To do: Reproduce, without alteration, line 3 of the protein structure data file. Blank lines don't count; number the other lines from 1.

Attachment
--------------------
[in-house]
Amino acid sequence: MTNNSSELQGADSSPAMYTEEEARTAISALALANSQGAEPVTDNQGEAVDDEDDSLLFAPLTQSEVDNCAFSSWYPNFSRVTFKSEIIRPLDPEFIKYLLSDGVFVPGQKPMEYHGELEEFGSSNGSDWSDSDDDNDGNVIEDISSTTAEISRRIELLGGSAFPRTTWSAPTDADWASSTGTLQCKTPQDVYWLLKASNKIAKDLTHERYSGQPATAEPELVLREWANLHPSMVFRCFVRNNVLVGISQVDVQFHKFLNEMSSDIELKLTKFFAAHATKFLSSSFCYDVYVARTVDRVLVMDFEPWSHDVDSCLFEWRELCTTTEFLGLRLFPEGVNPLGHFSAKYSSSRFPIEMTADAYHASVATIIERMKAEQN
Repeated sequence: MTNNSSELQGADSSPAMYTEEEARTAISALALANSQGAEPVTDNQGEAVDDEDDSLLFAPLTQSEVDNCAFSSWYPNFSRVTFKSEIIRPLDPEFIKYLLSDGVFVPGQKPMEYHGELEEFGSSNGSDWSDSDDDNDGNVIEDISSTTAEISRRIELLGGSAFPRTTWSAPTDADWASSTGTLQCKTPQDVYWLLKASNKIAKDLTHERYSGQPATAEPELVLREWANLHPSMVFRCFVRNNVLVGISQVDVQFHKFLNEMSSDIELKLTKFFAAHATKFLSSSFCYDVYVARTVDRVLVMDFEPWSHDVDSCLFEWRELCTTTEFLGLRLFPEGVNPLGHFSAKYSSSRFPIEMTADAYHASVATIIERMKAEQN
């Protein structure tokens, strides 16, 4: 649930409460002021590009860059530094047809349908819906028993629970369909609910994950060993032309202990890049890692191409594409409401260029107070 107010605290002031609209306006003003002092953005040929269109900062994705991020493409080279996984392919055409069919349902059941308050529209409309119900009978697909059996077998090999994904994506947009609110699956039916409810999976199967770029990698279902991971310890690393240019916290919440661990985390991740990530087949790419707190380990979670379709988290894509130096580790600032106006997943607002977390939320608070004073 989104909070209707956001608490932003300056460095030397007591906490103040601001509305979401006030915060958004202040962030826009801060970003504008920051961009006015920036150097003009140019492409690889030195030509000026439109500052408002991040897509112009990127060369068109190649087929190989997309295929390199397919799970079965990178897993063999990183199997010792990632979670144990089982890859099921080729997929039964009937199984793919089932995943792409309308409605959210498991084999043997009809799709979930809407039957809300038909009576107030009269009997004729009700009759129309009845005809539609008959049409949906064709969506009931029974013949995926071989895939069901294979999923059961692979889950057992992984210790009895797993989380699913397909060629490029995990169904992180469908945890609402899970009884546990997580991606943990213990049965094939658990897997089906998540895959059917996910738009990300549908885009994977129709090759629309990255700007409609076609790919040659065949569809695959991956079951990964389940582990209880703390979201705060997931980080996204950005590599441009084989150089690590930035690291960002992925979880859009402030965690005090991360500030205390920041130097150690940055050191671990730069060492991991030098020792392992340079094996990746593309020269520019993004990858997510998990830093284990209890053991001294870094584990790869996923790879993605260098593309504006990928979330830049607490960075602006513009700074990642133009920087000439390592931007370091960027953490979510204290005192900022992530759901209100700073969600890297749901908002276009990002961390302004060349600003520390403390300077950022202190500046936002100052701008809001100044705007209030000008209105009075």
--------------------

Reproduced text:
Repeated sequence: MTNNSSELQGADSSPAMYTEEEARTAISALALANSQGAEPVTDNQGEAVDDEDDSLLFAPLTQSEVDNCAFSSWYPNFSRVTFKSEIIRPLDPEFIKYLLSDGVFVPGQKPMEYHGELEEFGSSNGSDWSDSDDDNDGNVIEDISSTTAEISRRIELLGGSAFPRTTWSAPTDADWASSTGTLQCKTPQDVYWLLKASNKIAKDLTHERYSGQPATAEPELVLREWANLHPSMVFRCFVRNNVLVGISQVDVQFHKFLNEMSSDIELKLTKFFAAHATKFLSSSFCYDVYVARTVDRVLVMDFEPWSHDVDSCLFEWRELCTTTEFLGLRLFPEGVNPLGHFSAKYSSSRFPIEMTADAYHASVATIIERMKAEQN